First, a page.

Today we hear about another one of the projects from the MA Interaction Design show of last week. “Graphene Can…” was developed by Samantha Miller and Jon Flint. We managed to catch Jon at the show and talk to him:
This project looks at future implications of Graphene. We started by talking to scientists and visiting laboratories where they are currently using the material. Then we decided to talk to different members of society that have some relation to materials, whether they’re intangible materials or materials they work with. We’ve interviewed about 12 different people, from tattoo artists to Meccano enthusiasts, and we’ve asked them what they would use this material for, given its properties.
So our display contains a salesman’s suitcase, a speculative method that we went around with, to engage with our interviewees, and then there are things that people said they would do with this material and stories that arised from the interview situations.
Are these scenarios about what people want to do with the material or are they about what is actually possible with the material?
It’s a bit of both. A graphene condom is already being developed by Bill Gates, he has put a lot of funding into it. But if you’re making a super-strong graphene condom, we will still have the same problems related to social issues around it. We spoke to a reverend about it and she told us about a sex education class in Africa, where they did the condom on the banana demonstration, and later a patient came back and told then she had caught AIDS, even though she had done like they said: put the condom on the banana. It was a misunderstanding caused by cultural differences. The graphene condom might not work as well, or it might. But these are the sort of questions that came up when we talked to people.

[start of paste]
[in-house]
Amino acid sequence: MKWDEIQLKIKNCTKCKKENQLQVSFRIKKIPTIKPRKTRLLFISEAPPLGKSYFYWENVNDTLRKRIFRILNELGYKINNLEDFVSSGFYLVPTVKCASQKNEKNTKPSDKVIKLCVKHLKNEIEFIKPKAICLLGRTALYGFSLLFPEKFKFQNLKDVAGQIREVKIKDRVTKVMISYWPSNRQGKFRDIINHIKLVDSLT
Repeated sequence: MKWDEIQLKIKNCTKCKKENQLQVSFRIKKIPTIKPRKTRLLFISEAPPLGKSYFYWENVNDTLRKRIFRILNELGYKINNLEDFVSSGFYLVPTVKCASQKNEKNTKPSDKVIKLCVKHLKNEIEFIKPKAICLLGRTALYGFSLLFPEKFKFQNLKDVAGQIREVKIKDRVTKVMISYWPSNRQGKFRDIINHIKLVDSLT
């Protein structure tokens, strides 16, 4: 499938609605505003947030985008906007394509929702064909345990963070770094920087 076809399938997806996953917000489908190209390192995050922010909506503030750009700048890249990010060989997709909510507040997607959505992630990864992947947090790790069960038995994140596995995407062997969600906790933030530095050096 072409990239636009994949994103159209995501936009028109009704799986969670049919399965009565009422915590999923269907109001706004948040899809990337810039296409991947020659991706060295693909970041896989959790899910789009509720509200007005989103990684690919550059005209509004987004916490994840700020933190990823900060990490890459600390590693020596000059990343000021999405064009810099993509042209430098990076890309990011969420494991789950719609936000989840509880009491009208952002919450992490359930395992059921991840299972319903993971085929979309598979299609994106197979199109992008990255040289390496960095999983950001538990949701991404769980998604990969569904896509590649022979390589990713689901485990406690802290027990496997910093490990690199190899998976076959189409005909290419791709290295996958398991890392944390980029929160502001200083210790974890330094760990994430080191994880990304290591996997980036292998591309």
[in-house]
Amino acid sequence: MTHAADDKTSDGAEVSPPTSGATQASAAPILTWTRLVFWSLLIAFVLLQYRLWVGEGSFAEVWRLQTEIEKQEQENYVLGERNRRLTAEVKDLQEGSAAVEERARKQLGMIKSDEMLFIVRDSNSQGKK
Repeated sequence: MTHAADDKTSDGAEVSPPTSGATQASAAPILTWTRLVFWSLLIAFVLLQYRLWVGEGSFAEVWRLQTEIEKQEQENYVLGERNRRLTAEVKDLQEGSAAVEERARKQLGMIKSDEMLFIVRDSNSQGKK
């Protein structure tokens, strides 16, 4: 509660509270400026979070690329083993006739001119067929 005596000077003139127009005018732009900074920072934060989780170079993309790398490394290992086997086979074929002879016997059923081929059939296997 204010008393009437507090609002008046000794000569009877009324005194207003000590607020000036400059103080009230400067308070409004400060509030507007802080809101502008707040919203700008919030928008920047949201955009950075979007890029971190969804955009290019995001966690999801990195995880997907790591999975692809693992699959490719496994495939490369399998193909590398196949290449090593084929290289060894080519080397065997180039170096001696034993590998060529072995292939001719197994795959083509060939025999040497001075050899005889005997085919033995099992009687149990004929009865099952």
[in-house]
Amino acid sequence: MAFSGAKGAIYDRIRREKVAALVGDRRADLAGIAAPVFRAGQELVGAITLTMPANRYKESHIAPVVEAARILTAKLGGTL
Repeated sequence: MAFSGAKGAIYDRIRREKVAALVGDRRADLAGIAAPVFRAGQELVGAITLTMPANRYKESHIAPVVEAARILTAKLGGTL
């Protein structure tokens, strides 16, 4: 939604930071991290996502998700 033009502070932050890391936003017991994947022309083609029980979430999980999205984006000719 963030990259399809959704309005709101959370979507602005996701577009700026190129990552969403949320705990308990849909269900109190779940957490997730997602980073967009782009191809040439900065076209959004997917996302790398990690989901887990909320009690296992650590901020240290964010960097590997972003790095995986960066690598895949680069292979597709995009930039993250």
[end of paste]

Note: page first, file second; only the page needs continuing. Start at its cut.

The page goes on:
How about the toilet paper? It’s that something that people want, toilet paper that would be more resistant?
When we talked to scientists, they told us that one of the advantages of using graphene for toilet paper would be that it dissolved in water, so it wouldn’t clog the toilet system that much, which would would be beneficial. But we don’t know if people would want it, because it would be black! And with any new materials, there also come health risks.
It’s the same with nano toys- this is what another of our exhibits here it is talking about to some degree. They are such a small scale that the material could essentially pass through your skin cells. If you have educational toys with this material, should you have health warnings?
I’ve heard a lot about this material, it’s like a Holy Grail of science at the moment. What is it being used for now?
Yes, it’s like a wonder material. It’s being used in flexible smartphones, tennis rackets that are meant to be stronger and lighter, it can be used as a filter for harmful substances, in batteries, it has all kinds of different applications.
What are you planning to do now that you’ve graduated?
I did a placement this summer at a design studio, I’m going to go back there in February to finish a project with them.